"Wheatle has delivered a definitive narrative steeped in cultural philosophy and human sensibilities. Despite the foibles of his tragic characters, a redemptive quality is present--persevering--a testament of the human will to survive against all odds...Highly recommended."
--Kaieteur News (Guyana)
"With a tough exterior and brash attitude, Naomi is an authentic character in an unfortunate yet accurate picture of modern-day foster care in the UK...The ending is neither predictable nor sugarcoated, leaving readers rooting for this determined heroine."
--School Library Journal
Included in In the Margins's 2020 Recommended Fiction List
Included in Publishers Weekly's African-American Interest Young Readers's Titles, 2019–2020
Included in Booklist's Fall 2019 Youth Preview
Included in Publishers Weekly's Fall 2019 Children's Sneak Previews
"As politicians might only see the population's day-to-day lives in terms of statistics rather than experiences, (knowing how many people work on minimum wage doesn't say anything about what the experience is like), they might benefit from more of an insight. A useful contemporary novel they should pick up is Alex Wheatle's Home Girl, focusing on the experience of a girl in the foster care system who is constantly shifted around and can never find a permanent home. Wheatle's other books might be just as beneficial, as he draws on his own experiences of Brixton and the social system."
--The Boar, included in The Politicians' Required Reading List
"Wheatle returns to the world of his award-winning Crongton books with what Atom is calling his most powerful and personal novel yet. Naomi Brisset is a teenage girl growing up too fast in the UK care system. Her journey through a series of foster homes exposes the unsettling, often heartwrenching truth of this life. Yet despite the grit, Wheatle's writing is as rich and warm as ever, bringing courage and hope to an unforgettable heroine's story."
--Bookseller (UK), Editors' Choice
"Teenager Naomi, old before her time and as vulnerable as she is fierce, is growing up in the care system. Foster homes and pupil referral units revealing the unsettling, often bewildering reality of this existence. Wheatle's empathy, authentic characters, and rich dialogue illuminate the dark."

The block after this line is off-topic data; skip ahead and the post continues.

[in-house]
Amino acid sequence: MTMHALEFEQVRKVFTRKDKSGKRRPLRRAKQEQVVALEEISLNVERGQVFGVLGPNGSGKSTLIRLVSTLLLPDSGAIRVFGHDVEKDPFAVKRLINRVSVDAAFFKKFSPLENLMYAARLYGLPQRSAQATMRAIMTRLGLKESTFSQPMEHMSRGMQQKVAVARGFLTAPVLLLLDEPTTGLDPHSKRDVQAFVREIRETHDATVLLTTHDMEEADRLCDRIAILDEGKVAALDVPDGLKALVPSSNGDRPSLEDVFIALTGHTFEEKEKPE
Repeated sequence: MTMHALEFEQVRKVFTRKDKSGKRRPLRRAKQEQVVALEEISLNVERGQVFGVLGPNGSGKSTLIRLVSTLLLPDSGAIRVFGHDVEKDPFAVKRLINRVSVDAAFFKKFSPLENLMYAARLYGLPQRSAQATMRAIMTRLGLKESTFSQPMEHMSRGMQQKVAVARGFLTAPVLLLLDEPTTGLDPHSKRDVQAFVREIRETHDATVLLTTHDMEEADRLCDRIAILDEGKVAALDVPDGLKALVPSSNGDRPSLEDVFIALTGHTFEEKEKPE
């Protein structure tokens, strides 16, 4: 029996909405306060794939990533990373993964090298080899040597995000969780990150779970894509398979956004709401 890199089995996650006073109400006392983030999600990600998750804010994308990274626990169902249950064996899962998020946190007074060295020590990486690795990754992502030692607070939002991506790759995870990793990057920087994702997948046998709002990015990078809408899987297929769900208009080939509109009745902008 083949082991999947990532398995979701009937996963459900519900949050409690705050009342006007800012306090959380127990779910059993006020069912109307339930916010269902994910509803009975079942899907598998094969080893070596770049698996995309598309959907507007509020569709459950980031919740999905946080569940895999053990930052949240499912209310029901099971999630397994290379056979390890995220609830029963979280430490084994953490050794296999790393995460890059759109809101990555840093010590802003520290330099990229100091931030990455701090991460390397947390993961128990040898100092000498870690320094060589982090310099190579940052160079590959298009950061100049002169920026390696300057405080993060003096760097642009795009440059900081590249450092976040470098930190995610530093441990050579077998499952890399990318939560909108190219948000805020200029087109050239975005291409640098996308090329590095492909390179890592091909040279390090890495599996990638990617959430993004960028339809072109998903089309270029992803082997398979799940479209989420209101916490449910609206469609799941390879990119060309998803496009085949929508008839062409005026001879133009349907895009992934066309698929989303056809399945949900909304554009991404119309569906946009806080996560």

--Observer Magazine (UK)
"Another powerful and poignant novel deftly created by one of the most prolific master novelists on either side of the pond. Home Girl is a page-turner, with not a dull moment. Loved it from the rooter to the tooter."
--Eric Jerome Dickey, New York Times best-selling author of Before We Were Wicked
"Alex Wheatle's latest novel offers no unrealistic fairy tale happy ending. But the award-winning writer, who draws on his own experiences of a childhood in care, does offer some hope for Naomi, a sometimes difficult but very likeable heroine."
--Irish News, Children's Book of the Week
This isn't my home. Haven't had a proper home since...This is just somewhere I'll be resting my bones for a week and maybe a bit. This time next year you'll forget who I am. I haven't got a diddly where I'll be by then. But I'm used to it.
New from the best-selling black British author Alex Wheatle, Home Girl is the story of Naomi, a teenage girl growing up fast in the foster care system. It is a wholly modern story which sheds a much-needed light on what can be an unsettling life--and the consequences that follow when children are treated like pawns on a family chessboard.
Home Girl is fast-paced and funny, tender, tragic, and full of courage--just like Naomi. It is Alex Wheatle's most moving and personal novel to date.
|Publisher:||Verlag Antje Kunstmann|
|File size:||600 KB|
About the Author
Alex Wheatle is the author of several best-selling books including the modern classic Brixton Rock, and the multi–award winning Crongton series. He was awarded an MBE for his services to literature in 2008, has been twice nominated for the CILIP Carnegie Medal, and has won numerous other awards, including the Guardian Children's Fiction Prize. He lives in South London.
Reading Group Guide
1. Does it matter if a potential foster carer is of a different race or culture than the child who needs to be fostered?
2. Should foster carers keep to a code of behavior that they set for their own children, or should they bend the rules for children who have been in the care system?
3. How important is it that foster carers open up about themselves and their childhoods and how they might have overcome their own issues and problems?
4. Is it enough for foster parents to be affluent and able to provide a nice home, or should they have to prove that they can engage with vulnerable children?
5. Would it be a benefit to Naomi if she spent more time with young people who were well educated and had progressive careers?
6. Is it a good idea for Naomi and other troubled teenagers to be attending the same education unit?
7. Are there adequate resources in the care system to recognize and cater to children who are suffering from trauma or PTSD?
8. Why is it crucial for a vulnerable child to be placed in a stable home for a good length of time?
9. Why is it so important that Naomi is encouraged to dance by her friends and her foster family?
10. Although Naomi has been forced by circumstances to take on adult responsibilities in her young life, is she mentally equipped to look after herself?
11. How can foster carers and social services safely monitor the influences of Naomi's friends without intervening in Naomi's independence?
12. Should the Goldings be encouraged to foster/adopt Naomi?